Display Settings:

Format

Send to:

Choose Destination
We are sorry, but NCBI web applications do not support your browser and may not function properly. More information
Proc Natl Acad Sci U S A. 2009 Sep 1;106(35):14954-9. doi: 10.1073/pnas.0904021106. Epub 2009 Aug 17.

Vaccinia virus inoculation in sites of allergic skin inflammation elicits a vigorous cutaneous IL-17 response.

Author information

  • 1Division of Immunology, Children's Hospital, Harvard Medical School, Boston, MA 02115, USA.

Abstract

Eczema vaccinatum (EV) is a complication of smallpox vaccination occurring in patients with atopic dermatitis. In affected individuals, vaccinia virus (VV) spreads through the skin, resulting in large primary lesions and satellite lesions, and infects internal organs. BALB/c mice inoculated with VV at sites of Th2-biased allergic skin inflammation elicited by epicutaneous ovalbumin (OVA) sensitization exhibited larger primary lesions that were erosive, more satellite lesions, and higher viral loads in skin and internal organs than mice inoculated in saline-exposed skin, unsensitized skin, or skin sites with Th1-dominant inflammation. VV inoculation in OVA-sensitized skin induced marked local expression of IL-17 transcripts and massive neutrophil infiltration compared to VV inoculation in saline-exposed skin. Treatment with anti-IL-17 decreased the size of primary lesions, numbers of satellite lesions, and viral loads. Addition of IL-17 promoted VV replication in skin explants. These results suggest that IL-17 may be a potential therapeutic target in EV.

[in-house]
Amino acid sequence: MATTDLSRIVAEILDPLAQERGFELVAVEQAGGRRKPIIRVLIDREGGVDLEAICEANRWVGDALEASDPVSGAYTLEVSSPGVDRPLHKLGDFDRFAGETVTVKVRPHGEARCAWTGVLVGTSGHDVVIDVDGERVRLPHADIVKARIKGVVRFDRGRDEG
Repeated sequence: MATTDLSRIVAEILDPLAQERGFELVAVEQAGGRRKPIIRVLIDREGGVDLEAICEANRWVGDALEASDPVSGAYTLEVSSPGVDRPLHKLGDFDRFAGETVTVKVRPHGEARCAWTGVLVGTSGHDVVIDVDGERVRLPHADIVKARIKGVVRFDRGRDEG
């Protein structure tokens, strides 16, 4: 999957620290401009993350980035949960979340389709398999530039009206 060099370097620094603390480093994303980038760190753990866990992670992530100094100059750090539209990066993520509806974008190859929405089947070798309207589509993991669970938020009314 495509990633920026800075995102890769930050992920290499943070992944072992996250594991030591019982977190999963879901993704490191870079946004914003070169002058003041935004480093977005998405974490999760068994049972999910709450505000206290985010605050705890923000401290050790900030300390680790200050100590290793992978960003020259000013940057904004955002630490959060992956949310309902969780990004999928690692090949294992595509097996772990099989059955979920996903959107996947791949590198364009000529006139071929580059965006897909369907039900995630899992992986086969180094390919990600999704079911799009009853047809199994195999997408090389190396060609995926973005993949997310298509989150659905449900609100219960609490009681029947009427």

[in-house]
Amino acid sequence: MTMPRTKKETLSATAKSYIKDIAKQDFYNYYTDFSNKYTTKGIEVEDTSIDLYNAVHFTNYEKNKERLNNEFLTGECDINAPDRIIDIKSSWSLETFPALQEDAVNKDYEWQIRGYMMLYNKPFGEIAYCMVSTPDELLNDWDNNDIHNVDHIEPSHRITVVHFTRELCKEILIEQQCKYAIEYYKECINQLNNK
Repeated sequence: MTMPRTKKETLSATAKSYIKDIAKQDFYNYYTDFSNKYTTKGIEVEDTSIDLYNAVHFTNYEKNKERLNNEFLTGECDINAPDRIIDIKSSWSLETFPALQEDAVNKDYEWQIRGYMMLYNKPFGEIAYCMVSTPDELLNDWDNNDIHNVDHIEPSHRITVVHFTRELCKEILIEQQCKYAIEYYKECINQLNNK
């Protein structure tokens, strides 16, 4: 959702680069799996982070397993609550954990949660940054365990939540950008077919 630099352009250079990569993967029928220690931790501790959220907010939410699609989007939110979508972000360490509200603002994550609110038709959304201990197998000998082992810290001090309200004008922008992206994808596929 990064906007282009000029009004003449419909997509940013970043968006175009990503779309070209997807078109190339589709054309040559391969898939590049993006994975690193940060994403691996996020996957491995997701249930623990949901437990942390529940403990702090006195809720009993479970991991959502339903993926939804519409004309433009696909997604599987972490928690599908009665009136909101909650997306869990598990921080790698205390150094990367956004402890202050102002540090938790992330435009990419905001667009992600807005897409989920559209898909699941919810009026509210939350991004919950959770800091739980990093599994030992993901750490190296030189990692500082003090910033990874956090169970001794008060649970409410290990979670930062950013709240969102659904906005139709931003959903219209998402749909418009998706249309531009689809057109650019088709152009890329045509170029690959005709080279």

PMID:
19706451
[PubMed - indexed for MEDLINE]
PMCID:
PMC2736417
Free PMC Article

Images from this publication.See all images (6)Free text

Fig. 1.
Fig. 2.
Fig. 3.
Fig. 4.
Fig. 5.
Fig. 6.
PubMed Commons home

PubMed Commons

0 comments
How to join PubMed Commons

    Supplemental Content

    Icon for HighWire Icon for PubMed Central
    Loading ...
    Write to the Help Desk